In 2003, during a game between ADO and PSV from Eindhoven, the fans of the latter shouted “Cancer Jew” at the referee. The internal prosecutor of the KNVB decided not to follow up on the matter.12 In 2004, Feye- noord supporters brought Palestinian flags to an Ajax game. Thereafter, in the semifinal of the Amstelcup between Ajax and Feyenoord in April 2004, when Israeli or Palestinian flags were banned, Feyenoord fans came to the stadium with flags of the Arab-European League, a radical Arab movement.13


After several failures to stop the hate chants, CIDI Director Ronny Naftaniel said in 2004 that it was futile to lodge complaints with the authorities. He mentioned that he had even appealed to the court against the public prosecutor in the Netherlands concerning extreme expressions of discrimination, which the prosecution did not want to deal with. Naftaniel said, “If it were useful, I would put forward a complaint, but if we have to bring proof after the fact, that is not possible . . . are we the people who have to clean up the dirt which the police and the justice authorities leave lying around?”14

In the KNVB, doubts were expressed about the effectiveness of any measures to be taken in the soccer stadiums. The manager of its competi- tion, Bert van Oostveen, said that all the talk about stopping games didn’t mean anything. “In the end they [the referees] will let the game go on.”15

On many occasions, authorities did nothing; some actually opposed taking action. In 2004. Peter de Jonge, the mayor of Heerenveen, who represented the Dutch municipalities in the Commission on Soccer Vandalism, said that it would be “a reward to the hooligans” if a game were stopped because of 100 or 200 fans.16 He thus mentioned a substantially lower num- ber of offenders than there frequently are and suggested that the problem should be ignored. This further illustrates how Dutch authorities indirectly assisted in the development of racism and lawlessness in the country for a long time.


One of the rare occasions when the authorities took action was in April 2002. Supporters of FC Utrecht shouted, in the Amsterdam Arena train station, such chants as “Hamas, Hamas, all Jews to the gas” and “Send them to the [concentration] camp.” The then Amsterdam mayor Job Cohen issued an emergency order, and 670 fans were sent back by train.17

In 2004, the Amsterdam Commission for Complaints against the Police decided that the police had used “excessive force” in executing the mayor’s orders. Mayor Cohen replied that he could agree with most of the commission’s conclusions, adding that in some cases, the police had reacted to the fans’ violence.18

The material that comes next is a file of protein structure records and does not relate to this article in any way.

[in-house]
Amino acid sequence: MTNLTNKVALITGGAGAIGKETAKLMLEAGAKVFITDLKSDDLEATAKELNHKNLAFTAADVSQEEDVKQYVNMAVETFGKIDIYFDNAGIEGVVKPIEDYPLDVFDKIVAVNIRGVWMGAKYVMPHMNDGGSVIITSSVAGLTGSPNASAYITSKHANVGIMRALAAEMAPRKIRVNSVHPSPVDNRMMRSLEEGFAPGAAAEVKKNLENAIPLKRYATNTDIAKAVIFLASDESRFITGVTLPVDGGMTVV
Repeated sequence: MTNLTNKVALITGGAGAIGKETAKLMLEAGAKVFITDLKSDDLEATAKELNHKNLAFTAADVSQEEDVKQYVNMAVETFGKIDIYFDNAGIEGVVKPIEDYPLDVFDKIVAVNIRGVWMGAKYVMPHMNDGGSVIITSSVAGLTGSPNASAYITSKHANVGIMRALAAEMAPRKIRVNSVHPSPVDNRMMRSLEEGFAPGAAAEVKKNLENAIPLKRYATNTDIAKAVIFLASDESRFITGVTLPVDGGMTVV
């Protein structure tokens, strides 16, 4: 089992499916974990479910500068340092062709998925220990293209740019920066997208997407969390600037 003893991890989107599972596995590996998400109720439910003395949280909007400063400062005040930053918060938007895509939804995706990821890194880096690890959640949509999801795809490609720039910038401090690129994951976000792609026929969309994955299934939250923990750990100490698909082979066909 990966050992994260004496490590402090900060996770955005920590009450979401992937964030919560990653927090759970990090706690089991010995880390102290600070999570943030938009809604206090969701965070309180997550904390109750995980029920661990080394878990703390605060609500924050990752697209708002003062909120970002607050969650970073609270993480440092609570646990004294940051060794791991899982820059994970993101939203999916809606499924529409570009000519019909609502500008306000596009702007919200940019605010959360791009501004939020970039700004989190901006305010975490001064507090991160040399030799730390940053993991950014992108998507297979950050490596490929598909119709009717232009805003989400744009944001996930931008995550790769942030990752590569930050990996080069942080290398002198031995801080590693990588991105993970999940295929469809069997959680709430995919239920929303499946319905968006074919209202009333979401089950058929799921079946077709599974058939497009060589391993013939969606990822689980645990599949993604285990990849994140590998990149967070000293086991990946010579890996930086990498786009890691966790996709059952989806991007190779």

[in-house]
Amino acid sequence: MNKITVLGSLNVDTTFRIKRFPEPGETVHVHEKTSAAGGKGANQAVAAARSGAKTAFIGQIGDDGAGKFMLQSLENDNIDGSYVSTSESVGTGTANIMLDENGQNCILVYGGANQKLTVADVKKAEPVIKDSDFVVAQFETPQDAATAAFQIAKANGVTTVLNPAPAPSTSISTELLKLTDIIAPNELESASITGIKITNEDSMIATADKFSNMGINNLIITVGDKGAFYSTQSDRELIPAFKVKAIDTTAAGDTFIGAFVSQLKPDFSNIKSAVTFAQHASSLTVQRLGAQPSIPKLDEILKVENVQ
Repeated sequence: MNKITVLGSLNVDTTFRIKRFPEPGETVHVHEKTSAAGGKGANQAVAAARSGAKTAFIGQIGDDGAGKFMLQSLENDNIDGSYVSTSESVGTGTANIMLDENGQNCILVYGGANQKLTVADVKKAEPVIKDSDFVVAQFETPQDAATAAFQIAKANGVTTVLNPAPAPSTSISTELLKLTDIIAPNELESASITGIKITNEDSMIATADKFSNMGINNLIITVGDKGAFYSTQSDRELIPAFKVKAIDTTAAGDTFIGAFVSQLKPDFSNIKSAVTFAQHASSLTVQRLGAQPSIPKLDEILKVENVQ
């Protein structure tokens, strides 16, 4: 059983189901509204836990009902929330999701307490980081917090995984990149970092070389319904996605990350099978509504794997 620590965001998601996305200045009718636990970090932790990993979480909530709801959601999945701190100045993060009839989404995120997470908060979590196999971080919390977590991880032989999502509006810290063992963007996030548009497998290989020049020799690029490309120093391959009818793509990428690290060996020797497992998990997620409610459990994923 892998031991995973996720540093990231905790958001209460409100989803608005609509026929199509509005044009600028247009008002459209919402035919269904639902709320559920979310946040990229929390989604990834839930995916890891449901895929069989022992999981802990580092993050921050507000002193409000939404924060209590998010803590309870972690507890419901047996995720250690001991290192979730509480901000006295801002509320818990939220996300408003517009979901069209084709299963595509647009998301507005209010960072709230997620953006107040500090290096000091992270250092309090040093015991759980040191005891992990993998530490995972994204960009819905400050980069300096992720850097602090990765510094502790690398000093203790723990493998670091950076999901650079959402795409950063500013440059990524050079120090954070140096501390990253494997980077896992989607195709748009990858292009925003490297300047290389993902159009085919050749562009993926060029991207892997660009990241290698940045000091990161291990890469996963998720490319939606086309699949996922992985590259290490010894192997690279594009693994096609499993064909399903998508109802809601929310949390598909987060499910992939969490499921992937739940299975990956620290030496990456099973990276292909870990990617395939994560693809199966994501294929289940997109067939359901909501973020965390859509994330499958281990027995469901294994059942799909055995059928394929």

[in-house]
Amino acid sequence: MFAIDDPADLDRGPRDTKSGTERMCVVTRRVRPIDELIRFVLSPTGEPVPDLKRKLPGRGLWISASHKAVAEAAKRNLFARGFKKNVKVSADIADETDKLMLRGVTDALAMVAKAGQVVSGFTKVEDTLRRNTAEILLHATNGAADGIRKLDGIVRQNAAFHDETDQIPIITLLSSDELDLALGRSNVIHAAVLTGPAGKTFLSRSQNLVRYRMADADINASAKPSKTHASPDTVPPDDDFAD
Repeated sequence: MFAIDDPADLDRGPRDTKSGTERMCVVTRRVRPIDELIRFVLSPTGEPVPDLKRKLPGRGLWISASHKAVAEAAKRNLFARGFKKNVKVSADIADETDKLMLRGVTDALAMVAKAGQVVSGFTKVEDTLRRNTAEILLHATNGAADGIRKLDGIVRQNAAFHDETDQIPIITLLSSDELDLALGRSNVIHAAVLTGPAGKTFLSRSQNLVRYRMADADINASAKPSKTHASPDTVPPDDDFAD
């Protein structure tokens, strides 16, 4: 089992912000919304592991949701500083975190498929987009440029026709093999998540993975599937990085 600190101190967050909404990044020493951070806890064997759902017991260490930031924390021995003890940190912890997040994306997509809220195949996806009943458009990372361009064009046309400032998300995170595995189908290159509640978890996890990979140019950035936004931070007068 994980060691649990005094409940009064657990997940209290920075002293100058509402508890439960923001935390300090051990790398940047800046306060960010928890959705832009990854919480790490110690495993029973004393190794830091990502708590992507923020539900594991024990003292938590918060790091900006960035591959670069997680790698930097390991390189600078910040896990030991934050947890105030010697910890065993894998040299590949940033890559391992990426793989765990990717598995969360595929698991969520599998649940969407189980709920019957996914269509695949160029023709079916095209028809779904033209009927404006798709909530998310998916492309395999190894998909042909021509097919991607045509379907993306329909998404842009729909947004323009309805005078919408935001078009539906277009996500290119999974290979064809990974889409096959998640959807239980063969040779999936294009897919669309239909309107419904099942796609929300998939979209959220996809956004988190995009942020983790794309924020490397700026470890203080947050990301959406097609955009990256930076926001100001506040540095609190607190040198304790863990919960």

In 2003, the same commission had concluded that the police had used unnecessary force against the fans of Feyenoord at a game against Ajax. In 2004, eight of the complainants received financial compensation from the Amsterdam municipality.19


The history of hate slogans in Dutch soccer stadiums in the new century includes frequent complaints, official hesitations, and the announcement of measures, which were then often carried out halfheartedly. At the end of 2004, a referee temporarily halted the game between the professional clubs VVV and Heracles because there were chants of “Hi, ha, penis of a dog.” A week later, there was a long debate at the General Assembly of the professional soccer clubs about which songs were permissible. A former referee suggested that no action should be taken against “Hi, ha, penis of a dog,” stating that in the soccer world, this is considered a title of honor.20

In January 2005, a special advisory committee of the professional soccer league prepared a list of chants to be forbidden. This list was accepted by the KNVB. It prohibited all references to prostitutes, illnesses, and genitals. Furthermore, insulting remarks about race, belief, or group of the population were also forbidden, which means that jungle sounds, bleating of sheep sounds, hissing, firework noises, and the expression “fucker of goats” were prohibited. This list expanded upon one published a year earlier, which had been accepted by the public authorities.21

In September 2004, when ADO played Ajax, the varied chants were so persistent that the trainer of the Amsterdam club, Ronald Koeman, threatened to remove his players from the field if this happened again.22 The media mentioned that besides what they termed “the usual antisemitic curses,” there was repeated singing of: “Sylvie is the prostitute of Amster- dam,” a reference to the then-girlfriend—and now wife—of Ajax’s interna- tional player, Rafael van der Vaart.23

After that game, the Dutch soccer authorities announced new measures. At ADO’s next match, the referee told the press that he had been informed in writing by the KNVB that in the event of lengthy and insulting chanting, the match should be ended. He had received written instructions that references to “sexual organs, serious illnesses and Jews would not be tolerated.” There was singing from time to time about the opponent Vitesse: “They are the homos, yes, yes, the homos of Vitesse,” but the referee said he had not heard it. Also, when ADO supporters felt the referee had made a mistake, they sang another of their classic chants: “Hi, ha, dog’s penis.” The media was of the opinion that “in general, the fans had behaved within the borders of what is presently considered acceptable in stadiums.”24